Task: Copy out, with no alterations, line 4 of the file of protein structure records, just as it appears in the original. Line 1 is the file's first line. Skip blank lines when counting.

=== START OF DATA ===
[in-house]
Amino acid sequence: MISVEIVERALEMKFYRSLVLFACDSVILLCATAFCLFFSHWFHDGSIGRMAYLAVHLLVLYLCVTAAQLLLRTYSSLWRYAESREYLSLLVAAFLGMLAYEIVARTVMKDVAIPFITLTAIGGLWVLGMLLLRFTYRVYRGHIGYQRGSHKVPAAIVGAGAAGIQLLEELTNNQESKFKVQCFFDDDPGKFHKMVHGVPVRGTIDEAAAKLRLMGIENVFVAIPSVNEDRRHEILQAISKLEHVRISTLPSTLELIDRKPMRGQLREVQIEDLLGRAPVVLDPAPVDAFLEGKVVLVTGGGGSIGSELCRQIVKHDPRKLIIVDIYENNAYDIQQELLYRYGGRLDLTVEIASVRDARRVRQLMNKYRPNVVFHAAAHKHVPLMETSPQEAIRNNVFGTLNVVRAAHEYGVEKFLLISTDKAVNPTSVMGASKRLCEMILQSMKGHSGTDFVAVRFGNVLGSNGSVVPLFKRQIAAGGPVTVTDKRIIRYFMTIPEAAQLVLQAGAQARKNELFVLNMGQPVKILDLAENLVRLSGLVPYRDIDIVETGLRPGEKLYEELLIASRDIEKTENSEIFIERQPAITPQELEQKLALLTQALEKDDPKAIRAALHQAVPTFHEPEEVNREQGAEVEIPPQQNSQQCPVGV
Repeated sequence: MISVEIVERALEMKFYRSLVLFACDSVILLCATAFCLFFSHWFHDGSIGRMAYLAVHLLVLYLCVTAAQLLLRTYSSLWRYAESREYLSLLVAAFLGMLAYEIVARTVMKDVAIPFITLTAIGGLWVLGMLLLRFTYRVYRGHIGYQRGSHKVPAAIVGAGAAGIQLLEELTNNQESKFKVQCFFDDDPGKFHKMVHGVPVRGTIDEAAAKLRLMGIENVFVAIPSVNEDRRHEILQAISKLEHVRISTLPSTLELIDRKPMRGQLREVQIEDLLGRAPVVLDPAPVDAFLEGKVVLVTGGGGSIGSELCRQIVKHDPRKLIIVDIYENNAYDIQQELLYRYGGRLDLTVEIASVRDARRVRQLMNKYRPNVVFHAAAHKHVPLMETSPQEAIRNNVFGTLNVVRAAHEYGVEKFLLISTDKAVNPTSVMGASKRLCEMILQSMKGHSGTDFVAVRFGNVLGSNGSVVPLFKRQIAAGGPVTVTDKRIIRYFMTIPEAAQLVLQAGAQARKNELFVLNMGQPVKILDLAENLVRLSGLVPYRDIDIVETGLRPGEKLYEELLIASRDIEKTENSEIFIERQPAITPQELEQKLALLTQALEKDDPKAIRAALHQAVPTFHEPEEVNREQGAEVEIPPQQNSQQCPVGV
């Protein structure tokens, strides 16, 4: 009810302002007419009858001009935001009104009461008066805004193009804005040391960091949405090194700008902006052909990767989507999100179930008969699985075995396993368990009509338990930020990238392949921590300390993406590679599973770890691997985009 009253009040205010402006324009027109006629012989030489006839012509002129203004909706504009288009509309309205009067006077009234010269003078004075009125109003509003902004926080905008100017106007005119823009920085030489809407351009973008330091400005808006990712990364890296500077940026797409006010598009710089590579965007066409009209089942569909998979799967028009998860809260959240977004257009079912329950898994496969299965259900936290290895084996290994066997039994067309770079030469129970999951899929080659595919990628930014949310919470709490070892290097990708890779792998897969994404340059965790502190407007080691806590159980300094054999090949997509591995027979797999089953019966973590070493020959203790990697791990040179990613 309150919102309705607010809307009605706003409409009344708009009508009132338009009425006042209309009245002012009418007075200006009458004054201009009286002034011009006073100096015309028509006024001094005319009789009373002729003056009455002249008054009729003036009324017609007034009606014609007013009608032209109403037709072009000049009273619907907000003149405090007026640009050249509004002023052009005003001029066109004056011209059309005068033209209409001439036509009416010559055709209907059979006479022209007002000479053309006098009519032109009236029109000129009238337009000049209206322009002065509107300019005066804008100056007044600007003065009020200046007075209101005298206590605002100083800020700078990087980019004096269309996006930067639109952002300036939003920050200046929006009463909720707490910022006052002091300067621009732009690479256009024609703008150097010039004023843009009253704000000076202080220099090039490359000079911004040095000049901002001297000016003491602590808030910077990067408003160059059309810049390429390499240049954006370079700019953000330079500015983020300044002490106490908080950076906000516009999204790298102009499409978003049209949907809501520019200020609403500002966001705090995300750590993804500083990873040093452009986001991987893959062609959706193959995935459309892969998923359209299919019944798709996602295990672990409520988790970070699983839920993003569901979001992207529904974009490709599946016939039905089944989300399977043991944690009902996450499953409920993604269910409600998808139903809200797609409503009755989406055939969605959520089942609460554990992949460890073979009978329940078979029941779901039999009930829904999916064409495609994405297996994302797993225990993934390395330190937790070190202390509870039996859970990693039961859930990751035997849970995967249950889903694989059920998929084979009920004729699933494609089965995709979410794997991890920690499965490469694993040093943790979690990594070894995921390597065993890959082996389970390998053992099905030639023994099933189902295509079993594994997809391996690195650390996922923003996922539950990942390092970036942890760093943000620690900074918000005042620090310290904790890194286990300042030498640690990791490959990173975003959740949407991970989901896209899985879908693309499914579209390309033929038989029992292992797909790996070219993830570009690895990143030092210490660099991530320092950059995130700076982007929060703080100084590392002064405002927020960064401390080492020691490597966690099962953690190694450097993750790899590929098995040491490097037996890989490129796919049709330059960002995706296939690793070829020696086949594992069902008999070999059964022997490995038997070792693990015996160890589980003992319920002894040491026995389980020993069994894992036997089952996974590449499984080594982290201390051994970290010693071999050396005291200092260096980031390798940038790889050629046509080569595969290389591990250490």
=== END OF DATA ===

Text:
């Protein structure tokens, strides 16, 4: 009810302002007419009858001009935001009104009461008066805004193009804005040391960091949405090194700008902006052909990767989507999100179930008969699985075995396993368990009509338990930020990238392949921590300390993406590679599973770890691997985009 009253009040205010402006324009027109006629012989030489006839012509002129203004909706504009288009509309309205009067006077009234010269003078004075009125109003509003902004926080905008100017106007005119823009920085030489809407351009973008330091400005808006990712990364890296500077940026797409006010598009710089590579965007066409009209089942569909998979799967028009998860809260959240977004257009079912329950898994496969299965259900936290290895084996290994066997039994067309770079030469129970999951899929080659595919990628930014949310919470709490070892290097990708890779792998897969994404340059965790502190407007080691806590159980300094054999090949997509591995027979797999089953019966973590070493020959203790990697791990040179990613 309150919102309705607010809307009605706003409409009344708009009508009132338009009425006042209309009245002012009418007075200006009458004054201009009286002034011009006073100096015309028509006024001094005319009789009373002729003056009455002249008054009729003036009324017609007034009606014609007013009608032209109403037709072009000049009273619907907000003149405090007026640009050249509004002023052009005003001029066109004056011209059309005068033209209409001439036509009416010559055709209907059979006479022209007002000479053309006098009519032109009236029109000129009238337009000049209206322009002065509107300019005066804008100056007044600007003065009020200046007075209101005298206590605002100083800020700078990087980019004096269309996006930067639109952002300036939003920050200046929006009463909720707490910022006052002091300067621009732009690479256009024609703008150097010039004023843009009253704000000076202080220099090039490359000079911004040095000049901002001297000016003491602590808030910077990067408003160059059309810049390429390499240049954006370079700019953000330079500015983020300044002490106490908080950076906000516009999204790298102009499409978003049209949907809501520019200020609403500002966001705090995300750590993804500083990873040093452009986001991987893959062609959706193959995935459309892969998923359209299919019944798709996602295990672990409520988790970070699983839920993003569901979001992207529904974009490709599946016939039905089944989300399977043991944690009902996450499953409920993604269910409600998808139903809200797609409503009755989406055939969605959520089942609460554990992949460890073979009978329940078979029941779901039999009930829904999916064409495609994405297996994302797993225990993934390395330190937790070190202390509870039996859970990693039961859930990751035997849970995967249950889903694989059920998929084979009920004729699933494609089965995709979410794997991890920690499965490469694993040093943790979690990594070894995921390597065993890959082996389970390998053992099905030639023994099933189902295509079993594994997809391996690195650390996922923003996922539950990942390092970036942890760093943000620690900074918000005042620090310290904790890194286990300042030498640690990791490959990173975003959740949407991970989901896209899985879908693309499914579209390309033929038989029992292992797909790996070219993830570009690895990143030092210490660099991530320092950059995130700076982007929060703080100084590392002064405002927020960064401390080492020691490597966690099962953690190694450097993750790899590929098995040491490097037996890989490129796919049709330059960002995706296939690793070829020696086949594992069902008999070999059964022997490995038997070792693990015996160890589980003992319920002894040491026995389980020993069994894992036997089952996974590449499984080594982290201390051994970290010693071999050396005291200092260096980031390798940038790889050629046509080569595969290389591990250490």